The preliminary results of a forensic audit of Bibb County’s school finances over the past three fiscal years indicates the system has been paying former employees long after they’ve stopped working. It also found that schools have inconsistent practices when it comes to spending, paying bills and following local school board and state policies.
The audit was carried out by McGladrey, one of the largest accounting firms in the nation and the world.
Most of the work carried out by the firm looked at procedures involving cash accounts, membership accounts at Sam’s Club, credit card spending and service agreements with independent contractors. The audit reviewed these transactions among central office departments, as well as Bibb’s high schools and four of its middle schools -- Appling, Ballard-Hudson, Rutland and Weaver -- from July 1, 2008, to Jan. 19, 2012.
“In order to improve the system, we need to know exactly what the issues are and what we’re dealing with,” Superintendent Romain Dallemand said Thursday at a school board meeting.
The preliminary audit report indicated that schools and central office departments have not followed local board or state accounting policies, or both.
According to the audit findings, 149 former system employees had been receiving payments more than 100 days after they stopped working for the system. In one case, one former employee received payments nine years after leaving the system. The preliminary report also showed 897 employees received overtime pay during the three-and-a-half year period, with one employee making about 10 times more in overtime than the employee received from a regular salary.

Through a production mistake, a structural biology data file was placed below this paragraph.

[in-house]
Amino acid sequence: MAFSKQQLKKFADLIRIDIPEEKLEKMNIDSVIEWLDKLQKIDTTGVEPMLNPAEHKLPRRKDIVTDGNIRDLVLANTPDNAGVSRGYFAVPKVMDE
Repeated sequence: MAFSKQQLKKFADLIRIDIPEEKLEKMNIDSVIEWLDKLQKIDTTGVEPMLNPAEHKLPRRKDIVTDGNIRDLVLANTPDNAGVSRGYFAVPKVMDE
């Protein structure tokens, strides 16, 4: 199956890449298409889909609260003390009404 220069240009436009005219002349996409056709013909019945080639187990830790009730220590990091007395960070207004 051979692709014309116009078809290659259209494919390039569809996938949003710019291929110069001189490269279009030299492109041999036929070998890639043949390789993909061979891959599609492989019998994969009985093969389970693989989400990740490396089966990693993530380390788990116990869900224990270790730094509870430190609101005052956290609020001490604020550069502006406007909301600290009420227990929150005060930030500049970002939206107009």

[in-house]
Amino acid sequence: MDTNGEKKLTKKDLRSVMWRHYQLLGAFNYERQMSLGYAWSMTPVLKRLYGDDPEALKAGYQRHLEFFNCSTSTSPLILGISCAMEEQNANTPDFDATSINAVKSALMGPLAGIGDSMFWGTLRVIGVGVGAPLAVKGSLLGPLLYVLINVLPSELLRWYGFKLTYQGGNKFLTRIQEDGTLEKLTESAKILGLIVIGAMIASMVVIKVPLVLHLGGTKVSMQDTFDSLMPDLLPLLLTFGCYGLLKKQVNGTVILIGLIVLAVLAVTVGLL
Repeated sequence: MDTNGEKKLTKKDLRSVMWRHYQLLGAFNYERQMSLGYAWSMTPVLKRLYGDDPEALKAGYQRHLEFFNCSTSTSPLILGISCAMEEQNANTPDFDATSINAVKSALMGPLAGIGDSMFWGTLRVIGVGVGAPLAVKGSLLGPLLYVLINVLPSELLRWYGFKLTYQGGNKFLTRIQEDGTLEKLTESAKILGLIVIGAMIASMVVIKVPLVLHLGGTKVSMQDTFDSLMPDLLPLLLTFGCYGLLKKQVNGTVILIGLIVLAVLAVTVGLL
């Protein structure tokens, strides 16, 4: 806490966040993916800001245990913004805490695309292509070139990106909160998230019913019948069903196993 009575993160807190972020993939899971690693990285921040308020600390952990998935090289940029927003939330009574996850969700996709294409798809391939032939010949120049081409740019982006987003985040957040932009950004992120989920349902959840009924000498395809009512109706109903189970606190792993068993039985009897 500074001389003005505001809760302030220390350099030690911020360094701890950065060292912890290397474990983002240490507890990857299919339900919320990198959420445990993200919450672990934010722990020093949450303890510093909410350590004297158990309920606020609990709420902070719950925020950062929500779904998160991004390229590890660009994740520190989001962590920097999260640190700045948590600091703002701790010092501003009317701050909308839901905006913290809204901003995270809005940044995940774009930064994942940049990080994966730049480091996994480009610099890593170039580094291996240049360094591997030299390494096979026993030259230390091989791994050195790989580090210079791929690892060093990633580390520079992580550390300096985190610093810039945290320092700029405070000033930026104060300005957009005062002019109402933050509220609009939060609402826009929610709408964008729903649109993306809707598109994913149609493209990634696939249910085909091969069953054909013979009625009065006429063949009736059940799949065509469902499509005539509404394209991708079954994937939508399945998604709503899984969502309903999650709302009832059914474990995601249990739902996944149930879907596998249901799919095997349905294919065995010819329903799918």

Just before 9 p.m. Thursday, school board members were in a closed-door executive session and unavailable for comment on the preliminary audit findings.
McGladrey also looked at accounting practices with money from federal programs such as Title I, which serves low-income students, as well as E-Rate, which funds technology in schools.
The findings in the forensic audit are preliminary, and the school system may choose to enter a second phase that would involve McGladrey digging deeper into discrepancies in the books.
In the presentation by Debra K. Thompson, director of financial forensics and valuation services with the company, she recommended that schools with memberships to Sam’s Club discontinue those. Instead, they should make those purchases through the district’s central purchasing departments when needed.
Thompson cited a state document that estimates school systems save 10 percent to 35 percent on those expenses when using a centralized system compared to those that do not.
“I recommend you consider following centralized purchasing,” she said.
Most of the findings focused on credit card spending and other activity among schools.
During the audit process, schools were asked to provide documentation for credit card spending but not all did so.
Among those that did, spending on school credit cards ranged from $1,207 to $133,388 between July 2008 and August 2011.
The report indicated that at least one school had been keeping signed, blank checks on hand when the principal was not available to sign them. That is against local and state policy.
To contact writer Andrea Castillo, call 744-4331.